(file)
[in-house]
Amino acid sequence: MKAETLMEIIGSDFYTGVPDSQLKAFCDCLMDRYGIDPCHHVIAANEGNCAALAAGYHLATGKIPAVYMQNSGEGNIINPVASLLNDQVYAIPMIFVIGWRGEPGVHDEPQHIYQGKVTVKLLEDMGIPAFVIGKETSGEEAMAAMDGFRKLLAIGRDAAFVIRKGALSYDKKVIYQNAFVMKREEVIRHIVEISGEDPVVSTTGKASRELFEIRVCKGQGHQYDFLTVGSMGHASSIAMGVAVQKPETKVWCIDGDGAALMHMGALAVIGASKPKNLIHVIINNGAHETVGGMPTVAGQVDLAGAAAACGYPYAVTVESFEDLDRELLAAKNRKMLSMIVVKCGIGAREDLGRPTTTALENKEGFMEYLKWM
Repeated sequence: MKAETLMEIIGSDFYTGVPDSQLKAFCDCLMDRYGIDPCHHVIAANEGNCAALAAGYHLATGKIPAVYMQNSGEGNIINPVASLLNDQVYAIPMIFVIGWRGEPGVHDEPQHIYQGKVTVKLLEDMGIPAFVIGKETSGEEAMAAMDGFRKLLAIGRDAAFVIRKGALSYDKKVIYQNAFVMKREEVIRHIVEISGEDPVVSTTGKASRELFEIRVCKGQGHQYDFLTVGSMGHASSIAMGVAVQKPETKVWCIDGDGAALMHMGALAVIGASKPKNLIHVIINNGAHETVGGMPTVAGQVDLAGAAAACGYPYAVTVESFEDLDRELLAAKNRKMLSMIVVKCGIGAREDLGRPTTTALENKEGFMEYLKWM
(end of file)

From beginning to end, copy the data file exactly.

[in-house]
Amino acid sequence: MKAETLMEIIGSDFYTGVPDSQLKAFCDCLMDRYGIDPCHHVIAANEGNCAALAAGYHLATGKIPAVYMQNSGEGNIINPVASLLNDQVYAIPMIFVIGWRGEPGVHDEPQHIYQGKVTVKLLEDMGIPAFVIGKETSGEEAMAAMDGFRKLLAIGRDAAFVIRKGALSYDKKVIYQNAFVMKREEVIRHIVEISGEDPVVSTTGKASRELFEIRVCKGQGHQYDFLTVGSMGHASSIAMGVAVQKPETKVWCIDGDGAALMHMGALAVIGASKPKNLIHVIINNGAHETVGGMPTVAGQVDLAGAAAACGYPYAVTVESFEDLDRELLAAKNRKMLSMIVVKCGIGAREDLGRPTTTALENKEGFMEYLKWM
Repeated sequence: MKAETLMEIIGSDFYTGVPDSQLKAFCDCLMDRYGIDPCHHVIAANEGNCAALAAGYHLATGKIPAVYMQNSGEGNIINPVASLLNDQVYAIPMIFVIGWRGEPGVHDEPQHIYQGKVTVKLLEDMGIPAFVIGKETSGEEAMAAMDGFRKLLAIGRDAAFVIRKGALSYDKKVIYQNAFVMKREEVIRHIVEISGEDPVVSTTGKASRELFEIRVCKGQGHQYDFLTVGSMGHASSIAMGVAVQKPETKVWCIDGDGAALMHMGALAVIGASKPKNLIHVIINNGAHETVGGMPTVAGQVDLAGAAAACGYPYAVTVESFEDLDRELLAAKNRKMLSMIVVKCGIGAREDLGRPTTTALENKEGFMEYLKWM